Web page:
MaryAnna Violi also revealed the extent of her parents’ involvement in the life of the parish and community. “My father was on the parish finance committee, served as an usher and was a member of the Knights of Columbus. In addition, he was also on the board of a local bank and the Chamber of Commerce for the City of Mishawaka. My mother was a member and president of the Rosary Society, chaired the ice cream socials, was president of the PTA and served as a playground monitor at St. Monica School. She also headed up the famous St. Monica spaghetti suppers.”
The Violis’ youngest brother Dominic joined them in 1956 at the age of 34, working at Notre Dame for several years as a tailor, serving many of the priests and professors there. In 1960, he ventured back to Plati to marry his sweetheart, Maria. Two years later, Dominic returned to Mishawaka making preparations for the arrival of his wife and their son Tony, who would be born in the United States the following year.
This son, Tony, now serves as athletic director of Mishawaka Catholic, president of the Inter City Catholic League and remains a proud member of St. Monica. With joyful gratitude, he indicated that the parish and school “made me who I am,” and that it was his second-grade teacher, Sister Christine, a Poor Handmaid of Jesus Christ, who first gave him confidence in his abilities as a student. “Talk about a teacher who changed your life! Her patience, guidance, and encouragement, as I was adjusting from speaking only Italian at home to having classes completely in English, gave me hope and totally changed the course of my life.”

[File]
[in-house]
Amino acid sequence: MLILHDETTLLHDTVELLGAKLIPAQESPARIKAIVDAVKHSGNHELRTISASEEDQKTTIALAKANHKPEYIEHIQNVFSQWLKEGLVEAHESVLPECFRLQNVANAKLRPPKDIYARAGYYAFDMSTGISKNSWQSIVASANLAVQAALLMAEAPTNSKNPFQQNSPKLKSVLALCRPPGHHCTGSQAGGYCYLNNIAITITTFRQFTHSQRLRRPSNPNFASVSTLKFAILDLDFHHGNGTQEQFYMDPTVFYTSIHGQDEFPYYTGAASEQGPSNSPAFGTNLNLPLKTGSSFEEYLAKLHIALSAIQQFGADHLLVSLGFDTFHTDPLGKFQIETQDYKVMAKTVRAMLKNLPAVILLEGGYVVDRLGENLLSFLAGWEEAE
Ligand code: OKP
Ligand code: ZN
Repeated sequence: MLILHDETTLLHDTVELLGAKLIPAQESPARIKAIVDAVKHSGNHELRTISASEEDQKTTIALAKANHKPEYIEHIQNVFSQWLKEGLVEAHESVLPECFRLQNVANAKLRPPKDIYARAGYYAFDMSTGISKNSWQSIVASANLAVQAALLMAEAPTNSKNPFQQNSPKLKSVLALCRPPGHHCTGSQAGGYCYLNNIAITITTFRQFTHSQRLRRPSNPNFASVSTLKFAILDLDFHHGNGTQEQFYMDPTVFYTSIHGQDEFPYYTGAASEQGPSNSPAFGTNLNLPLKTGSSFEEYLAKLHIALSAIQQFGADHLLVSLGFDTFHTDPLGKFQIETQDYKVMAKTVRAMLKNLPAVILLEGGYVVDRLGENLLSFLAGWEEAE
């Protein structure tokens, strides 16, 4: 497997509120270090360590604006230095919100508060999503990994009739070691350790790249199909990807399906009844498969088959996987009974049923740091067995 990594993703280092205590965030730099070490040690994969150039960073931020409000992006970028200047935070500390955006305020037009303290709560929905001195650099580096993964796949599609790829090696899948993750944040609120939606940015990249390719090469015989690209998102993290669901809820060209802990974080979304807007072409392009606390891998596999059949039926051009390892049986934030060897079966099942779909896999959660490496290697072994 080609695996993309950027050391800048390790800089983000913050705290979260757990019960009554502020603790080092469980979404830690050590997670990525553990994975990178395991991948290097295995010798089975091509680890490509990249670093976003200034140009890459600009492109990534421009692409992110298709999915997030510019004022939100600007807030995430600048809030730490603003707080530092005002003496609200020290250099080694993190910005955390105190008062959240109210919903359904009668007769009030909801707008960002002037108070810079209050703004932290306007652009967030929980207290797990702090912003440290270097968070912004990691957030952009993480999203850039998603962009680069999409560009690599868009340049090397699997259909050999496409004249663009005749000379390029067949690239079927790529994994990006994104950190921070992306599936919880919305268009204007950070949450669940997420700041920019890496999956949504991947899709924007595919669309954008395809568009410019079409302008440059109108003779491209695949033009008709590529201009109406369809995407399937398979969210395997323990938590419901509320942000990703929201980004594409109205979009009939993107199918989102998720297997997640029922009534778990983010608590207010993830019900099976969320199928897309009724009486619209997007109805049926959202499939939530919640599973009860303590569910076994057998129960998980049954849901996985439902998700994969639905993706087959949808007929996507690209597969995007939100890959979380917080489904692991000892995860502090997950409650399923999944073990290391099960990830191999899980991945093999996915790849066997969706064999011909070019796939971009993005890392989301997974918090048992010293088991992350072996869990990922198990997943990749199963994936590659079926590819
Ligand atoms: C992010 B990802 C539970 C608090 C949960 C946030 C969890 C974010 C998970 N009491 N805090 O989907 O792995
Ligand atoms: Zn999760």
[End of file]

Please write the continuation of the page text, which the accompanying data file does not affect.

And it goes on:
Frank, Sam and Dominic also belonged to the DiLoreto Club, a Mishawaka Italian-American social space founded in 1933. Named for Maria SS. DI Loreto, otherwise known as Our Lady of Loreto, the patroness of Plati, the club famously hosted a celebration each August that featured a Marian procession leading to St. Monica. The centerpiece of this Marian tribute was a large statue of the Blessed Virgin holding the Christ Child, which was processed into the church and set in a place of honor during Mass. It was later donated to the parish and blessed by Father Joseph Hennes in 1954. The statue now resides in the side entranceway at St. Monica, where all can see and pay tribute to its beauty. For the Violis, it serves as an additional living memorial of their family’s legacy within the parish.
While Dominic passed away in 1999 at the age of 77 and Frank in 2006 at 96, Sam remains alive today at 100 years old. He and his extended family remain active members of St. Monica and are grateful to see the resurgence in parish attendance and activity within recent years. His daughter, Marianne Govorko, and other family members similarly expressed heartfelt gratitude for the renewal the parish has seen Father Jacob Meyer as pastor regarding finances, involvement, increased participation of young people and more. Thankfully, the Violi family’s legacy and contributions continue to live on and benefit new generations of Catholics in Mishawaka and beyond.